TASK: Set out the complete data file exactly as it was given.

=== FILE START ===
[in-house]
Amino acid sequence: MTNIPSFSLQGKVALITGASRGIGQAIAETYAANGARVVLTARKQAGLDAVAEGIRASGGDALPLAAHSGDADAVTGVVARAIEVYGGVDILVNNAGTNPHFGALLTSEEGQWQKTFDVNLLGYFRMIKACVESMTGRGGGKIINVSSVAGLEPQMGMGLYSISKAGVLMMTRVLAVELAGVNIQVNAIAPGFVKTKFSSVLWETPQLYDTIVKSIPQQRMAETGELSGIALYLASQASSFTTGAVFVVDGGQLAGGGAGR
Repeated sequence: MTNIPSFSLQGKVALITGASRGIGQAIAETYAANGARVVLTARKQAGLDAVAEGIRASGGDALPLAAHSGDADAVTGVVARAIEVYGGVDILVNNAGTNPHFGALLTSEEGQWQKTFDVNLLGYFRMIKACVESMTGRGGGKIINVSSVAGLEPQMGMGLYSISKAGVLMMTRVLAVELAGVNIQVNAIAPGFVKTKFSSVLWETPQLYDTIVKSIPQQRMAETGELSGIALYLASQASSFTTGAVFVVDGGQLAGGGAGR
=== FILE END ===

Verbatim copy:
[in-house]
Amino acid sequence: MTNIPSFSLQGKVALITGASRGIGQAIAETYAANGARVVLTARKQAGLDAVAEGIRASGGDALPLAAHSGDADAVTGVVARAIEVYGGVDILVNNAGTNPHFGALLTSEEGQWQKTFDVNLLGYFRMIKACVESMTGRGGGKIINVSSVAGLEPQMGMGLYSISKAGVLMMTRVLAVELAGVNIQVNAIAPGFVKTKFSSVLWETPQLYDTIVKSIPQQRMAETGELSGIALYLASQASSFTTGAVFVVDGGQLAGGGAGR
Repeated sequence: MTNIPSFSLQGKVALITGASRGIGQAIAETYAANGARVVLTARKQAGLDAVAEGIRASGGDALPLAAHSGDADAVTGVVARAIEVYGGVDILVNNAGTNPHFGALLTSEEGQWQKTFDVNLLGYFRMIKACVESMTGRGGGKIINVSSVAGLEPQMGMGLYSISKAGVLMMTRVLAVELAGVNIQVNAIAPGFVKTKFSSVLWETPQLYDTIVKSIPQQRMAETGELSGIALYLASQASSFTTGAVFVVDGGQLAGGGAGR